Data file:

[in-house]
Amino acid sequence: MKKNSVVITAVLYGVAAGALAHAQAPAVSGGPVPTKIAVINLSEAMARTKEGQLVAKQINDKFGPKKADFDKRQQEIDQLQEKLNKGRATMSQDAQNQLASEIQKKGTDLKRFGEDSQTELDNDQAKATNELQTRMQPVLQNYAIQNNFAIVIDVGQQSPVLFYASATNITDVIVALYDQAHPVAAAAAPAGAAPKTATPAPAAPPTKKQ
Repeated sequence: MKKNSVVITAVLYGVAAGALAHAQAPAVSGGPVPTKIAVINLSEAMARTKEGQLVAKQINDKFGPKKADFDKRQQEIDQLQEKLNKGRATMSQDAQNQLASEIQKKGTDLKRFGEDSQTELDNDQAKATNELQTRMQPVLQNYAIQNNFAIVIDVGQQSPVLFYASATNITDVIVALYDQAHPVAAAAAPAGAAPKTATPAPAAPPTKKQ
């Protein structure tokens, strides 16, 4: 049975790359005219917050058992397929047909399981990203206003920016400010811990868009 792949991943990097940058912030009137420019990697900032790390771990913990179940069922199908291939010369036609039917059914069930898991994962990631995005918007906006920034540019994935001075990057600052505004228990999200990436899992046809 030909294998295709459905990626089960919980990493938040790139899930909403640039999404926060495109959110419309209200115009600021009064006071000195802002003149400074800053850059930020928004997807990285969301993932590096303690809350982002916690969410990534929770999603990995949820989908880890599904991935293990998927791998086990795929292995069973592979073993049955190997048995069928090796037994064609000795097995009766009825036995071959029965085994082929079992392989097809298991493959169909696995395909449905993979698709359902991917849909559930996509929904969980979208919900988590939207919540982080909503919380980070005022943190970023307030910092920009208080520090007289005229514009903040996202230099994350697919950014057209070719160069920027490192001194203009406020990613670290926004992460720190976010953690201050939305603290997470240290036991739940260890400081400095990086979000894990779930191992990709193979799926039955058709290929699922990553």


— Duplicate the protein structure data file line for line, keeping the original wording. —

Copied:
[in-house]
Amino acid sequence: MKKNSVVITAVLYGVAAGALAHAQAPAVSGGPVPTKIAVINLSEAMARTKEGQLVAKQINDKFGPKKADFDKRQQEIDQLQEKLNKGRATMSQDAQNQLASEIQKKGTDLKRFGEDSQTELDNDQAKATNELQTRMQPVLQNYAIQNNFAIVIDVGQQSPVLFYASATNITDVIVALYDQAHPVAAAAAPAGAAPKTATPAPAAPPTKKQ
Repeated sequence: MKKNSVVITAVLYGVAAGALAHAQAPAVSGGPVPTKIAVINLSEAMARTKEGQLVAKQINDKFGPKKADFDKRQQEIDQLQEKLNKGRATMSQDAQNQLASEIQKKGTDLKRFGEDSQTELDNDQAKATNELQTRMQPVLQNYAIQNNFAIVIDVGQQSPVLFYASATNITDVIVALYDQAHPVAAAAAPAGAAPKTATPAPAAPPTKKQ
């Protein structure tokens, strides 16, 4: 049975790359005219917050058992397929047909399981990203206003920016400010811990868009 792949991943990097940058912030009137420019990697900032790390771990913990179940069922199908291939010369036609039917059914069930898991994962990631995005918007906006920034540019994935001075990057600052505004228990999200990436899992046809 030909294998295709459905990626089960919980990493938040790139899930909403640039999404926060495109959110419309209200115009600021009064006071000195802002003149400074800053850059930020928004997807990285969301993932590096303690809350982002916690969410990534929770999603990995949820989908880890599904991935293990998927791998086990795929292995069973592979073993049955190997048995069928090796037994064609000795097995009766009825036995071959029965085994082929079992392989097809298991493959169909696995395909449905993979698709359902991917849909559930996509929904969980979208919900988590939207919540982080909503919380980070005022943190970023307030910092920009208080520090007289005229514009903040996202230099994350697919950014057209070719160069920027490192001194203009406020990613670290926004992460720190976010953690201050939305603290997470240290036991739940260890400081400095990086979000894990779930191992990709193979799926039955058709290929699922990553």